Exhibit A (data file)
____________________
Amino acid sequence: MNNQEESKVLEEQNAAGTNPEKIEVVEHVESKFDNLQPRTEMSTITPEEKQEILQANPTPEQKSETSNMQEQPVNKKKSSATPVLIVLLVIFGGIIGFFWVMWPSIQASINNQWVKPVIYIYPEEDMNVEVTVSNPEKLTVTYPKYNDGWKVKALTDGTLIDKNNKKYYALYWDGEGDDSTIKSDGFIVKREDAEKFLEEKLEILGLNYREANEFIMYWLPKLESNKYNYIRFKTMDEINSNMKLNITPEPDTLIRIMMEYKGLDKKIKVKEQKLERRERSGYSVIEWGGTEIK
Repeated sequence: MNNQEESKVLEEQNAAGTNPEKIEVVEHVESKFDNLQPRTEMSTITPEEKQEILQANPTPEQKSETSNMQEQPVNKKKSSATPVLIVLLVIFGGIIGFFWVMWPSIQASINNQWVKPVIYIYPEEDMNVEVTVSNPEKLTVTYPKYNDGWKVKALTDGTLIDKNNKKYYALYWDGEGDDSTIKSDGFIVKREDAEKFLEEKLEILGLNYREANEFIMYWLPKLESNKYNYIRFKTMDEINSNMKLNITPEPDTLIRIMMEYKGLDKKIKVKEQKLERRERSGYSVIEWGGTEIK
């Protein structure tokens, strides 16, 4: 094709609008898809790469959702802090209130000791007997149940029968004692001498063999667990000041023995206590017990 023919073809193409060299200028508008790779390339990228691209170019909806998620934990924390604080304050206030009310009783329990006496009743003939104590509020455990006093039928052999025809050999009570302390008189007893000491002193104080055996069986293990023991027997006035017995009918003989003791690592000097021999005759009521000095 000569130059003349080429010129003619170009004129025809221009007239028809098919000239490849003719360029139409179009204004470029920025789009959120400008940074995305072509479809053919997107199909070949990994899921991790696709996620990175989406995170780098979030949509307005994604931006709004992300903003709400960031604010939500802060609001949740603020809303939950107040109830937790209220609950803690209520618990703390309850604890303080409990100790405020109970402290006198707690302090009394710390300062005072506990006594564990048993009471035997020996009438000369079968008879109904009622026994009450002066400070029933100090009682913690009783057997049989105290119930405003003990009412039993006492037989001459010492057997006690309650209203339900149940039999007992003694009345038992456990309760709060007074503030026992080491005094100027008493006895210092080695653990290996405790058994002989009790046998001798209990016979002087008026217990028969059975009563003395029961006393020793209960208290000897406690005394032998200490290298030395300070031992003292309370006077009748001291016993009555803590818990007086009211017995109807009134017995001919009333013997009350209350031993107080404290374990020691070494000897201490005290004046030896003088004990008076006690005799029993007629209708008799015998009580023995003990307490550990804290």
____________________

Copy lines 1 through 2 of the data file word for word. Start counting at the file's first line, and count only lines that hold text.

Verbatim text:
Amino acid sequence: MNNQEESKVLEEQNAAGTNPEKIEVVEHVESKFDNLQPRTEMSTITPEEKQEILQANPTPEQKSETSNMQEQPVNKKKSSATPVLIVLLVIFGGIIGFFWVMWPSIQASINNQWVKPVIYIYPEEDMNVEVTVSNPEKLTVTYPKYNDGWKVKALTDGTLIDKNNKKYYALYWDGEGDDSTIKSDGFIVKREDAEKFLEEKLEILGLNYREANEFIMYWLPKLESNKYNYIRFKTMDEINSNMKLNITPEPDTLIRIMMEYKGLDKKIKVKEQKLERRERSGYSVIEWGGTEIK
Repeated sequence: MNNQEESKVLEEQNAAGTNPEKIEVVEHVESKFDNLQPRTEMSTITPEEKQEILQANPTPEQKSETSNMQEQPVNKKKSSATPVLIVLLVIFGGIIGFFWVMWPSIQASINNQWVKPVIYIYPEEDMNVEVTVSNPEKLTVTYPKYNDGWKVKALTDGTLIDKNNKKYYALYWDGEGDDSTIKSDGFIVKREDAEKFLEEKLEILGLNYREANEFIMYWLPKLESNKYNYIRFKTMDEINSNMKLNITPEPDTLIRIMMEYKGLDKKIKVKEQKLERRERSGYSVIEWGGTEIK